Finance Minister Tito Mboweni is expected to announce how the state will reduce struggling power utility Eskom's R450bn debt burden on Wednesday when he delivers his second medium-term budget address in Cape Town.
The mini budget, which takes place in October, broadly sets out government's spending plans for the next three years. It also includes updates on tax revenues, the rate of South Africa's economic expansion, and revisions to expenditure. It does not, generally, include announcements on new taxes or revenues as these are the purview of the main February Budget.
Mboweni's address in Wednesday afternoon may be the most important medium-term budget to date, says Adrian Saville, the chief executive of Cannon Asset Managers in Sandton. "With a resurgence of load shedding, crisis-level unemployment figures, and economic growth teetering between zero and one percent, government is quickly running out of time and options to address the country’s challenges."
Eskom's growing debt burden has been flagged as one of the key challenges facing SA's economy by rating agency Moody's, the sole agency to still asses SA at investment grade. Moody's is set announce whether it will alter SA's sovereign credit rating on Friday.
The agency's lead analyst for South Africa, Lucie Villa, told an investment conference in Johannesburg in mid-September that the country's stable outlook provided a low likelihood that its credit rating would change. Of the 17 economists in a Bloomberg survey, meanwhile, nine forecast that Moody’s would change its outlook to negative before the end of the year.
Eskom rescue plan good to go
Mboweni will be presenting his second medium-term budget the day after Finance Minister Pravin Gordhan announced the state's long-awaited plan to rescue Eskom, and 11 days after the Integrated Resource Plan was published. The publication of the two documents – which together lay out the master plan for SA's electricity sector – puts Mboweni in a position to announce government's programme of action to reduce the state entity's debt, which has swelled to R450bn.
Eskom does not make enough money from selling electricity at current prices to pay the cost of its debt, and the state has needed to intervene twice this year to grant it two separate lifelines: a three-year R69bn bailout announced in February, and a separate R59bn lifeline spread out over two years included in a bill making its way through Parliament.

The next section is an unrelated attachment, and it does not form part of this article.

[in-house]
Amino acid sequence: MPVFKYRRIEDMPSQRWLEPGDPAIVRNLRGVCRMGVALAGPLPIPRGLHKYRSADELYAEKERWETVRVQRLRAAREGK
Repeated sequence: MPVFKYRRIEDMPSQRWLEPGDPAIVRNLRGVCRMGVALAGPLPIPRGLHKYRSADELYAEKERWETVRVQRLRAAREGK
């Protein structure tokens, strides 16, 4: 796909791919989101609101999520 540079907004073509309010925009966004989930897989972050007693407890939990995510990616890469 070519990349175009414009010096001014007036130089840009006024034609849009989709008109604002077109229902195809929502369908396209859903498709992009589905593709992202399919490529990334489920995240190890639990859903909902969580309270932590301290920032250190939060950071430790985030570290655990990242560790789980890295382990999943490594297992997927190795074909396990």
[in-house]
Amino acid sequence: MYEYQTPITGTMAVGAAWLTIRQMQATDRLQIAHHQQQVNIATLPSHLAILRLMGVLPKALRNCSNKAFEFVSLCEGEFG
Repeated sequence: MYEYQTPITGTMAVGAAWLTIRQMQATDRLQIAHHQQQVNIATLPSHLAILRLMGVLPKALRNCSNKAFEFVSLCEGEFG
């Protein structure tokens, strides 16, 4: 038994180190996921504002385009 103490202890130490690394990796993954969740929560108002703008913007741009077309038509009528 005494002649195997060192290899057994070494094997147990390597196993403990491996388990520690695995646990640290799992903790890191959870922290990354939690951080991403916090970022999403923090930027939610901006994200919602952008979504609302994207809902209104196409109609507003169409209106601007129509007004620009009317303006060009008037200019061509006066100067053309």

Mboweni is also expected to announce another projected tax shortfall, which may reach R50bn according to Momentum Investments. He may also speak on plans to reduce the state's wage bill.
A growing budget deficit
The bailouts of state-owned entities, together with lower-than-expected tax revenues, mean that the shortfall of tax revenue relative to government spending has shot up, said Dave Mohr and Izak Odendaal from Old Mutual Wealth.
"The Finance Minister is expected to announce that the expected budget deficit for the current and next fiscal year has ballooned to between 5% and 6% of national income," the say.
Unions, meanwhile, will be be looking for references to Treasury's economic policy paper published in August. The final version of the paper is expected to be released at the same time as the budget on Wednesday.
"We hope that Minister Mboweni will not seek to revive the obnoxious anti-worker attacks in Treasury’s economic growth strategy," Matthew Parks labour federation Cosatu's parliamentary coordinator, told Fin24 last week. Cosatu also wants Mboweni to outline how the billions lost to state capture will be recovered. Ramaphosa in October told the Financial Times Africa Summit in London that the cost of state capture could be more than R500bn.
- Additional reporting by Lameez Omarjee